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Financial Decisions When Becoming a Parent

Mar 15, 2023 | Children & Education

The welcoming of a child is one of life’s most wonderful and transformational events.  There are many things to prepare and coordinate, including your finances.  Raising a child requires significant time, energy, and expense.  Thinking through financial aspects in advance can help ease your mind as you welcome your new little one.

New Expenses

Children bring immense joy along with expense.  There’s a lot involved in raising a child.  Common expenses include food, clothing, baby gear, toys, health insurance, other medical expenses, and childcare.  Of these, childcare is frequently the largest expense, sometimes making the earlier years of life the most expensive.  Even when childcare expenses end, other expenses will arise such as activities, camps, and perhaps college costs.


It’s important to develop a realistic budget that incorporates the necessities and aspirations that come along with becoming a parent.  Costs should be evaluated relative to income, savings, and goals.  Life as a parent often involves compromises.  These might extend to your finances, requiring the prioritization of objectives.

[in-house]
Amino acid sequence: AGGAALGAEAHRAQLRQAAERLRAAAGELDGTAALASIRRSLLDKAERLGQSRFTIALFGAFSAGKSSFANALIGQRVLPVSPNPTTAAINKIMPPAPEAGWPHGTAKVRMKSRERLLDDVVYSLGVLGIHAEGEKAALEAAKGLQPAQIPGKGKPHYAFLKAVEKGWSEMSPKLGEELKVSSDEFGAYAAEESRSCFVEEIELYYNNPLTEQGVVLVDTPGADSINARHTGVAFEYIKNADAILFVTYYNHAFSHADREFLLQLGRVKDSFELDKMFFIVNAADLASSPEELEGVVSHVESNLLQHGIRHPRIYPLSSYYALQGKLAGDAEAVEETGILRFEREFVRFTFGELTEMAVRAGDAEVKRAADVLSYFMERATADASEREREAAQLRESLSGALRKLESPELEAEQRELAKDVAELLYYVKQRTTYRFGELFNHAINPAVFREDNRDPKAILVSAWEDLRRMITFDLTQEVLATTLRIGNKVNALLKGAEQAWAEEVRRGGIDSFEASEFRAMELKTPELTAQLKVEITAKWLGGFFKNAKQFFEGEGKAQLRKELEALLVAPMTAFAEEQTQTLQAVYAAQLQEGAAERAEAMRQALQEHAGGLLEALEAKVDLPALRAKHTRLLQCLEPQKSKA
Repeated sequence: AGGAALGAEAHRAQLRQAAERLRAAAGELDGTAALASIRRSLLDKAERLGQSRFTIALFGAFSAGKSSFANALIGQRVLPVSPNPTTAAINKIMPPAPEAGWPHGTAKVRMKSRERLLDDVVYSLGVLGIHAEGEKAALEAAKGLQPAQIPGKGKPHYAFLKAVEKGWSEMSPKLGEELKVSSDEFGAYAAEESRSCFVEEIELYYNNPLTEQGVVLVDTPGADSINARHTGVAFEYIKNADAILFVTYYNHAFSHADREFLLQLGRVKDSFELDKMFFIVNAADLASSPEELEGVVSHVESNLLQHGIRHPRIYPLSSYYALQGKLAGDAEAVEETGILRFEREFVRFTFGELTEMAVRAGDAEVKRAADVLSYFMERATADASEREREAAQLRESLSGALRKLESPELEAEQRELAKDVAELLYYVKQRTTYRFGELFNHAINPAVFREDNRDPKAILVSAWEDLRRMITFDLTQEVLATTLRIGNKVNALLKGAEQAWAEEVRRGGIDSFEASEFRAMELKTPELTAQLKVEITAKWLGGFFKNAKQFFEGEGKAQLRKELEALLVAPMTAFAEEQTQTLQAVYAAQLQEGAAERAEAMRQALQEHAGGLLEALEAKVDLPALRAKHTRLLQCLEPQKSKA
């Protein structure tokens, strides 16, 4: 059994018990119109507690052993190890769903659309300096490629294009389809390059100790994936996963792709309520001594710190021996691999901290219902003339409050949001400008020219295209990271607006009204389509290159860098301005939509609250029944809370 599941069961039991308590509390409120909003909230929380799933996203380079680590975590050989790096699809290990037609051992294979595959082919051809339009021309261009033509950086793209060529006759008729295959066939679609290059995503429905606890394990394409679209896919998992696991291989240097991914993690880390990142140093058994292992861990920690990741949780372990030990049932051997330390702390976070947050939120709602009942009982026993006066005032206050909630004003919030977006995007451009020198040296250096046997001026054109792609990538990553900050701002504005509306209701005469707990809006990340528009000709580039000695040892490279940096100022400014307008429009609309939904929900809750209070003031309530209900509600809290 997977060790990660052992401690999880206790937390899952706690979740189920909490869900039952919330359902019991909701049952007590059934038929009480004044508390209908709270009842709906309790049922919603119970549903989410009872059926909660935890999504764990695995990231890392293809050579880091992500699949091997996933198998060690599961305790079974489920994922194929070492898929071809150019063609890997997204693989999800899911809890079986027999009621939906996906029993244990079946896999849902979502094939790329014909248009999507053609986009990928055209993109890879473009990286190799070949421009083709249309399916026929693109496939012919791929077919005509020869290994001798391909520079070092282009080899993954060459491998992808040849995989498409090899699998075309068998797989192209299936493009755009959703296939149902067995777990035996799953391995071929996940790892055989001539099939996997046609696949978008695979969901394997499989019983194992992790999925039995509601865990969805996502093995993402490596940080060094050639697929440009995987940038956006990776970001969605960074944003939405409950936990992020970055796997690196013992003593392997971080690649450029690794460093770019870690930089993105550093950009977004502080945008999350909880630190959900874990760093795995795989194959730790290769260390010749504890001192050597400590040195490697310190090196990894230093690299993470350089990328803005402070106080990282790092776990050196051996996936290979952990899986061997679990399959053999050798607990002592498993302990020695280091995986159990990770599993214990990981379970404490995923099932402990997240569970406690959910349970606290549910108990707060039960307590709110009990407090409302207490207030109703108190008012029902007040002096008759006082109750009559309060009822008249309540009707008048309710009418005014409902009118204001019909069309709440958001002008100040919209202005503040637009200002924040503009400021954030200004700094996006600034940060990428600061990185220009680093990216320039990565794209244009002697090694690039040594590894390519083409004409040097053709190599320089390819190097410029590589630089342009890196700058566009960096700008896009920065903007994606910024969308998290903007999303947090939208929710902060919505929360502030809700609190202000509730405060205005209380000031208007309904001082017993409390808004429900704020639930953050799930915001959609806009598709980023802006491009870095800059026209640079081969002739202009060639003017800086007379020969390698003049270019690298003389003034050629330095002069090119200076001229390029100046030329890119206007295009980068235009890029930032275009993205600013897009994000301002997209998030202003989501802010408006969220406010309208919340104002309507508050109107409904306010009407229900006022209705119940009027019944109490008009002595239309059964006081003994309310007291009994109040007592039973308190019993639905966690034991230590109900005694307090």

Ideally you already have a pulse on your current budget helping to identify “extra” money available for child-related costs.  If the addition of a child makes the budget tight, it’s strongly recommended to explore ways to cut expenses.  One sure thing about becoming a parent is that there will be unexpected expenses.  Your budget needs to have the flexibility to absorb unanticipated costs, along with having an emergency fund.

Childcare vs. Staying at Home

Unless family members are willing to cover childcare requirements, the only alternative to paid childcare is one parent staying at home.  This election can enhance family bonds, but frequently requires sacrificing income.  It’s important to consider the following before making the decision to stay at home:

  • Can your finances support the loss of income, and for how long?
  • Will your family’s health insurance coverage and premiums be affected?
  • What is the likelihood that a stay-at-home parent could return to the workforce after an extended absence, and at what compensation level? Returning to the workforce can be difficult, frequently involving professional role changes and pay reductions.
  • How will staying at home impact your savings and Social Security benefits due to gaps in income?
  • Will staying at home require changes in your long-term goals such as funding private school, college, or retirement?
  • Is your family financially protected in the unfortunate event of death or divorce?

Daycare vs. Nanny

Childcare for working parents creates a significant cost.  Daycare is typically cheaper than privately paid childcare, but not always depending upon how many children you have.  Daycares often extend discounts for siblings, but the total expense still rises with multiple children.

An important decision in deciding between daycare and private care is the schedule of care such as the hours required, coverage over holidays, and policies when your child is sick.  Frequent gaps in care will likely affect your ability to work.  Nannies and au pairs can offer more continuity of care, perhaps with greater flexibility.